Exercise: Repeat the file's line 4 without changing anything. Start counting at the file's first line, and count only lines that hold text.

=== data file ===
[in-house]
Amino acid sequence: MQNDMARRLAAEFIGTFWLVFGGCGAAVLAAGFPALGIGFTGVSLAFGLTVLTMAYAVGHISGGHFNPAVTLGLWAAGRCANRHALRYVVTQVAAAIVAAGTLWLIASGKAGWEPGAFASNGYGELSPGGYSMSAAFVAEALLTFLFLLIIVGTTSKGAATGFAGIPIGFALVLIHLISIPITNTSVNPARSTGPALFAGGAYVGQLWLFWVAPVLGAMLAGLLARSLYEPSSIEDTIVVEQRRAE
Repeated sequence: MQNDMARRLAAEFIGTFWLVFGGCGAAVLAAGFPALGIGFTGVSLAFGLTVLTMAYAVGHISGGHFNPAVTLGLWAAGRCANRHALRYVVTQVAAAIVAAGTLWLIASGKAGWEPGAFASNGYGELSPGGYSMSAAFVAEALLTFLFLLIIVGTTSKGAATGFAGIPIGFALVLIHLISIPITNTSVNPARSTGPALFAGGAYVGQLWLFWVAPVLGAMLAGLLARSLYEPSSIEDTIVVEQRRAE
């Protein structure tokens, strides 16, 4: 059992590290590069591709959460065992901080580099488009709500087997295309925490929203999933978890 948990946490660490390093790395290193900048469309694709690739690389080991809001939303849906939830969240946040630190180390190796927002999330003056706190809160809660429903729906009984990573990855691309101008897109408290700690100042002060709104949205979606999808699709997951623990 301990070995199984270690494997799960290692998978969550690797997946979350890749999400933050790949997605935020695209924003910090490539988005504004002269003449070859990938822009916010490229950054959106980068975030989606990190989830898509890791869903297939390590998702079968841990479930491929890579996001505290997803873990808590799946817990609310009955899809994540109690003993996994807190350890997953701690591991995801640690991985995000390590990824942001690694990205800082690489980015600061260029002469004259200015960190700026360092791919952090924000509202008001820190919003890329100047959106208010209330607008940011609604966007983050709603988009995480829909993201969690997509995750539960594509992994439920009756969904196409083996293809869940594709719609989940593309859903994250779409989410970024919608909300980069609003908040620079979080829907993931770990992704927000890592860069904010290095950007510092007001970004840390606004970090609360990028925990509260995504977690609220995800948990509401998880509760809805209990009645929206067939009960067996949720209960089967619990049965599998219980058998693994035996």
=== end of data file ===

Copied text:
């Protein structure tokens, strides 16, 4: 059992590290590069591709959460065992901080580099488009709500087997295309925490929203999933978890 948990946490660490390093790395290193900048469309694709690739690389080991809001939303849906939830969240946040630190180390190796927002999330003056706190809160809660429903729906009984990573990855691309101008897109408290700690100042002060709104949205979606999808699709997951623990 301990070995199984270690494997799960290692998978969550690797997946979350890749999400933050790949997605935020695209924003910090490539988005504004002269003449070859990938822009916010490229950054959106980068975030989606990190989830898509890791869903297939390590998702079968841990479930491929890579996001505290997803873990808590799946817990609310009955899809994540109690003993996994807190350890997953701690591991995801640690991985995000390590990824942001690694990205800082690489980015600061260029002469004259200015960190700026360092791919952090924000509202008001820190919003890329100047959106208010209330607008940011609604966007983050709603988009995480829909993201969690997509995750539960594509992994439920009756969904196409083996293809869940594709719609989940593309859903994250779409989410970024919608909300980069609003908040620079979080829907993931770990992704927000890592860069904010290095950007510092007001970004840390606004970090609360990028925990509260995504977690609220995800948990509401998880509760809805209990009645929206067939009960067996949720209960089967619990049965599998219980058998693994035996």